It shouldn't take a management genius to figure out that sacking 670 of your workers and replacing them with cheaper temporary labour is not exactly a recipe for industrial harmony.
But when Gate Gourmet, British Airway's catering supplier, did just that earlier this month, provoking a wildcat strike that stranded thousands of BA passengers, the "world's favourite airline" seemed taken completely by surprise by the fallout from what is – after all – one of their key subcontractors.
But the Gate Gourmet saga also raises much deeper concerns about the yawning gap that often exists between the social responsibility and treatment of employees practiced by major organisations like BA and the behaviour of their suppliers.
Simon Barrow, founder and chairman of business consultancy People in Business, which invented the 'Employer Brand' concept, said: "The killer question is was BA aware that the fact that trouble was brewing within one its key suppliers, and if not, why not?"
Reports in the past few days suggest that the carrier was aware of Gate Gourmet's financial difficulties, but how much did they know about the company's stand on employment relations?
"They should have been fully aware of them," says Barrow. "What organisation, with all its eggs in one basket – as BA's clearly were - wouldn't be? At the first whisper of discontent you would be the first to know."
In an interview with the BBC British Airways chief executive Rod Eddington claimed the airline was simply caught in the middle, saying: "This is not our dispute."
But Barrow dismisses that. "Just because it isn't your own Profit & Loss figures at stake, doesn't mean it isn't your concern. If you appoint a supplier who turns out to ropey, and uses business methods that are going to upset people, then of course it is your concern.
"BA used to do its own catering, but outsourced it to cut costs. Clearly that has come at a price. When BA appointed Gate Gourmet, where were the checks and balances to show that they were keeping close tabs on the business?"
For the sacked employees of Gate Gourmet, who were being paid an average of £6.20 per hour, the dispute was only partly about working conditions. It was also about a total lack of respect. The scale of their discontent and the subsequent crisis should have surprised neither BA nor Gate Gourmet's management team.
"From the feedback that did emerge, both management teams had to have been aware of a sizeable knock on effect, with a labourforce based around the Heathrow area, largely from one ethnic community, and in some cases, with several members of one family, all living under the same roof," Barrow said.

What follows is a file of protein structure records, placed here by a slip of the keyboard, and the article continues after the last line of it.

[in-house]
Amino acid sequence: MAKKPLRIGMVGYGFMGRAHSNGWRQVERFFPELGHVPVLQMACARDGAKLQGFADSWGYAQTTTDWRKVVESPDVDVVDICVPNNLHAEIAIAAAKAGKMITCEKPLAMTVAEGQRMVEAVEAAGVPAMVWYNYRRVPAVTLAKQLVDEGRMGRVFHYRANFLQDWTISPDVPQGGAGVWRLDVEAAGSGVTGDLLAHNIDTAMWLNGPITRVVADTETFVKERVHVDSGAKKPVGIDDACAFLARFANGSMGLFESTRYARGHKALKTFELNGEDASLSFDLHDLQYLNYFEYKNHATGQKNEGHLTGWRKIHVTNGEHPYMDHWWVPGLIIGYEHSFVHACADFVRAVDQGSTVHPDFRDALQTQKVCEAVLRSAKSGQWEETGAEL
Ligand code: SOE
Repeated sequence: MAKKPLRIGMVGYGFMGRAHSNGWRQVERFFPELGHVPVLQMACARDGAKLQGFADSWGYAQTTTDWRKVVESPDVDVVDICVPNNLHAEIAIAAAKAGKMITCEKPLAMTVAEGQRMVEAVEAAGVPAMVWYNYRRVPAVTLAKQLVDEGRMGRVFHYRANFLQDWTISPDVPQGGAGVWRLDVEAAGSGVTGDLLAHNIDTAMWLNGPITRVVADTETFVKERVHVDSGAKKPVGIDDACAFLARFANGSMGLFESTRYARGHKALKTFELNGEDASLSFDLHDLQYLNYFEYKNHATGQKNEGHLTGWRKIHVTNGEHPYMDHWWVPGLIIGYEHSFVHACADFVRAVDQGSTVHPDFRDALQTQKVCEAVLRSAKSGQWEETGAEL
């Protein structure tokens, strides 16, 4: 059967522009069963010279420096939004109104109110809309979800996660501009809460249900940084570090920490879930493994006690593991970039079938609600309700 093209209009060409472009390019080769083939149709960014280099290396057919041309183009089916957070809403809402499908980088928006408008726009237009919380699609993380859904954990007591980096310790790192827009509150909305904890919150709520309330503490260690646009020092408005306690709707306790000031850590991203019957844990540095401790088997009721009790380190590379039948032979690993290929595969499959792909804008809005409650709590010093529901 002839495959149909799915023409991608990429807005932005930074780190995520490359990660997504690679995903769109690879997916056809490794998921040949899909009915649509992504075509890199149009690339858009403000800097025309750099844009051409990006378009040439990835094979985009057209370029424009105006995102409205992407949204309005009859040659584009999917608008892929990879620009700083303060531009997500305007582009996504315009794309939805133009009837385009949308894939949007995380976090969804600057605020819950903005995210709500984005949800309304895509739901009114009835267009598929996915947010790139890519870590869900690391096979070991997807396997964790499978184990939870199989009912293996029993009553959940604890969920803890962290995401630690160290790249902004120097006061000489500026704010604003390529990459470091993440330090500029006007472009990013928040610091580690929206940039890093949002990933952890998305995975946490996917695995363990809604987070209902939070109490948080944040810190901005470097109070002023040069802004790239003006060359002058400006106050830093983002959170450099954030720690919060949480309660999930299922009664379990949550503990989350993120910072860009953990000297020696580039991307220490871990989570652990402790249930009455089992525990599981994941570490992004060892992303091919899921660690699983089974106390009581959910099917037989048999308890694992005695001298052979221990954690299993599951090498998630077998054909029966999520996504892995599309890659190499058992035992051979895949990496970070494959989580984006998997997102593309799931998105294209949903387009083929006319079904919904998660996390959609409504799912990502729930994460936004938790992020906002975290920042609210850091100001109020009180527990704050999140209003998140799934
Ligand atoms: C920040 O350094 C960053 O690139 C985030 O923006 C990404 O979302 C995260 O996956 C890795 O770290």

This should serve as a warning for any organisation reliant on a key outsourced supplier. But to what extent should they expect them to share their business values and attitudes to people at work?
"It is crucial that these are aligned," says Barrow. "There were ways for Gate Gourmet to save money without ruining the company and creating havoc for their biggest customer. There is also truth, communication and leadership, none of which seem to have been in evidence."
It also pays to know who is pulling the strings. Gate Gourmet's parent company is US venture capitalist firm Texas Pacific, just the type of company that tends to dip in and out of industries quickly and profitably. Gate Gourmet had been running at a loss for several years.
"Venture capitalists can be hard task masters, looking for an exit in four or five years time, and that is something to be watchful of," says Barrow.
"Whatever meaningful efforts were made by the HR team at Gate Gourmet, they clearly didn't make sufficient impact on a desperate management team in a hurry and under pressure from the VC."
One possible way of avoiding the threat of major disruption caused by a key supplier is to be insured against it. Another is to spread the risk by using several suppliers.
But the best solution has to lie in a successful alignment of business culture and values between company and outsourced supplier, even if that does come at a higher price.